|Don't Call it a Comeback - Northwest Division||Tweet|
|Written by Michael Amato|
|Monday, 10 September 2012 07:11|
Perhaps one of the most disappointing things in a lost NHL season would be the cancellation of the 2013 Winter Classic. Not only will there be over 100,000 fans on hand to take in the game at The Big House in Michigan, but the alumni game looks to be shaping up quite nicely. In fact, there are so many players participating, they are planning on playing two separate games. That's even more nostalgia that hockey fans get to enjoy over that weekend.
With names like Mats Sundin, Felix Potvin, Doug Gilmour, Frank Mahovlich, Darryl Sittler, Lanny McDonald, Paul Coffey, Chris Chelios, Igor Larionov, Mike Vernon, and Alex Delvecchio participating, it should be a star-studded affair.
Here are some questions that will probably be asked leading up to the game.
Will Bryan McCabe finish the game with two power play goals and a minus-5 rating?
How long before Brian Burke realizes the alumni team could probably beat the current Leafs squad in a best of seven series?
Will Petr Klima bring back that ridiculous helmet he wore during his playing days?
Can Darryl Sittler break his 10 point game record?
Who in the world is Kevin Maguire?
How long after the game before Scotty Bowman gets the itch to coach again?
If the Winter Classic is cancelled I would hate to be in charge of issuing refunds for tickets and hotel rooms. All I can say is please let there be a season.
Now let's continue our look at bounce back player candidates with the Northwest division.
Last season it became evident that Cammalleri needed a change of scenery and out of Montreal. He managed just 41 points last year, but started to pick it up a bit after he returned to Calgary. Cammalleri had 11 points in his last ten games and raised his shooting percentage from 8.1% in Montreal, to 17.2% with the Flames. He also saw improvement in goals, power play goals, plus/minus, and PIM after the trade.
The speedy center also seemed to really benefit after reuniting with Jarome Iginla, and honestly who wouldn't. Cammalleri had ten points playing with Iginla which accounted for nearly 25% of his production on the campaign.
Injuries limited Duchene to just 58 games in 2011-12 and pretty much derailed any chance of him having a strong season. Just staying healthy alone should see a substantial improvement in the 28 points he posted. It will be interesting to how he reacts to Gabriel Landeskog being awarded the captaincy and becoming the youngest captain in NHL history. Many people would have pegged Duchene to receive that honour from the Avalanche. He may be able to use that as some motivation for 2012-13.
Speaking of Landeskog, Duchene didn't play a lot with him in even strength scenarios, but the two did see time together on the Colorado power play fairly frequently. A full season together should see Duchene's man advantage totals take a significant leap.
Even though many people feel that Devan Dubnyk is the new number one goalie in Edmonton, I'm not convinced Khabibulin is done as an NHL starter just yet. Although he had a record of 12-20-7, his save percentage and GAA were his best since he arrived in Edmonton. The seven overtime losses are what really hurt him, and if the Oilers improve in the standings next year like many feel they will, then Khabibulin's record will no doubt improve.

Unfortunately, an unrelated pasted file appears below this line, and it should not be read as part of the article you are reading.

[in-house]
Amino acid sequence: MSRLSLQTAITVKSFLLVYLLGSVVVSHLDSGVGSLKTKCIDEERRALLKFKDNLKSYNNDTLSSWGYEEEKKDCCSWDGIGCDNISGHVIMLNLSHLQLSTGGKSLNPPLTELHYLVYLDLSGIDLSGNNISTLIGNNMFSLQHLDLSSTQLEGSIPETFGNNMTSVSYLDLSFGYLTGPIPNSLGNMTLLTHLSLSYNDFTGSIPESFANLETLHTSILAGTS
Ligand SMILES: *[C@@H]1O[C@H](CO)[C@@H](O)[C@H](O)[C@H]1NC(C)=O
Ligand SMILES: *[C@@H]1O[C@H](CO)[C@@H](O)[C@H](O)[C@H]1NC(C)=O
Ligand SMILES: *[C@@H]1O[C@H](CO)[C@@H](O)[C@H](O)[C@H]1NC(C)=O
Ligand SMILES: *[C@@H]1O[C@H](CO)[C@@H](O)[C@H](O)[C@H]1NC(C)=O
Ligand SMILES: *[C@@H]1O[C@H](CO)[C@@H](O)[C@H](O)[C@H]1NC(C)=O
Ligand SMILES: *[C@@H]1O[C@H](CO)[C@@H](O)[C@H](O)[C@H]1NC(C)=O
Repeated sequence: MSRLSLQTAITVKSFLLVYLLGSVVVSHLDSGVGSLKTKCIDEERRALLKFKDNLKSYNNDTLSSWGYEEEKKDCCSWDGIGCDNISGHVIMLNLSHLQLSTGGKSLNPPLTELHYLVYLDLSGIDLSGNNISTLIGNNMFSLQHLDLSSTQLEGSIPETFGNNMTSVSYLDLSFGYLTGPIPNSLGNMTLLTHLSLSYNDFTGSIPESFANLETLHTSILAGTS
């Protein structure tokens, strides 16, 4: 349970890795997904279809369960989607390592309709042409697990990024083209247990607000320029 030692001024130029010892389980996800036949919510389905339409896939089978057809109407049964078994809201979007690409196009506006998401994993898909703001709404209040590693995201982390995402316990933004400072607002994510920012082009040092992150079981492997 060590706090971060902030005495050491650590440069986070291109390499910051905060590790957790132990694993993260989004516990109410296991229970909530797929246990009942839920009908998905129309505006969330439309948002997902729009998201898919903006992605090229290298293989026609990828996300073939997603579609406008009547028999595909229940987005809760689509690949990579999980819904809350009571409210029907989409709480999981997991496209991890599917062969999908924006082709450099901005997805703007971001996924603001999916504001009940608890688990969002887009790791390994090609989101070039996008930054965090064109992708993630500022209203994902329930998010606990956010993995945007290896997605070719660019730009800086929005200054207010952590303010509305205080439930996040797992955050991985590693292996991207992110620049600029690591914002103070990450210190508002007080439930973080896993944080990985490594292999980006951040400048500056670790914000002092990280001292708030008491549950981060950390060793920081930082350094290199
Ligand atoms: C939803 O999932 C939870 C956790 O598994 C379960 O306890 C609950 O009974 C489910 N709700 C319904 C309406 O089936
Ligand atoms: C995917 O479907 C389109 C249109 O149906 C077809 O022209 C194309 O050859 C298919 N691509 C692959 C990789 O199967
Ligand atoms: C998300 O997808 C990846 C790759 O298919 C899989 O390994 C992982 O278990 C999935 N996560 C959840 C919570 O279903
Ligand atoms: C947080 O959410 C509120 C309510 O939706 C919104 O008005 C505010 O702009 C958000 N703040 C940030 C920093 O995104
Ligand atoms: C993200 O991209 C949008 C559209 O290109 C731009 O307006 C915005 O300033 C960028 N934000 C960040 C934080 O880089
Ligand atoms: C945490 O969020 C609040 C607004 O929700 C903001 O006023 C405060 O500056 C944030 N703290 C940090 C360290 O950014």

If the Oilers are pushing for a playoff spot, the veteran Russian netminder should get plenty of playing time because of his experience in pressure situations. Conversely, if they plan to shop him in a trade it would benefit Edmonton to give him some playing time to showcase what he has left. Either way Khabibulin should see lots of action in 2012-13.
Heatley had his lowest point total last year since the lockout. With Zach Parise arriving in Minnesota it should take a lot of pressure off Heatley. As good as Heatley is, he has always benefited by not having to be the main focal point of the attack. In Atlanta he had Ilya Kovalchuk, in Ottawa it was Jason Spezza and Daniel Alfredsson, and in San Jose he had Joe Thornton and Patrick Marleau. Now Parise should hopefully be another weapon the opposition will have to look out for.
Heatley also fired 238 shots on goal in 2011-12 which was an area he did improve in after leaving San Jose. Adding Ryan Suter should help the Minnesota's 27th ranked power play also, and help Heatley's production in that area in the process.
If you ignore the playoffs, there are not too many things the Canucks need to improve on this year. Mason Raymond, however, saw his production take a hit mainly due to missing time from a gruesome back injury he suffered in the 2010-11 Stanley Cup final. Raymond tallied just 20 points in 55 games, but still managed to average over two shots per contest.
Raymond should benefit from Ryan Kesler being out until at least December by receiving some time in Vancouver's top six forward group. He should also see increased time on both the penalty kill and power play with Kelser sidelined. Combine that with an offseason that saw a new contract and time to fully heal, and you should get a recipe for a better campaign from Raymond.
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|Last Updated on Monday, 10 September 2012 21:39|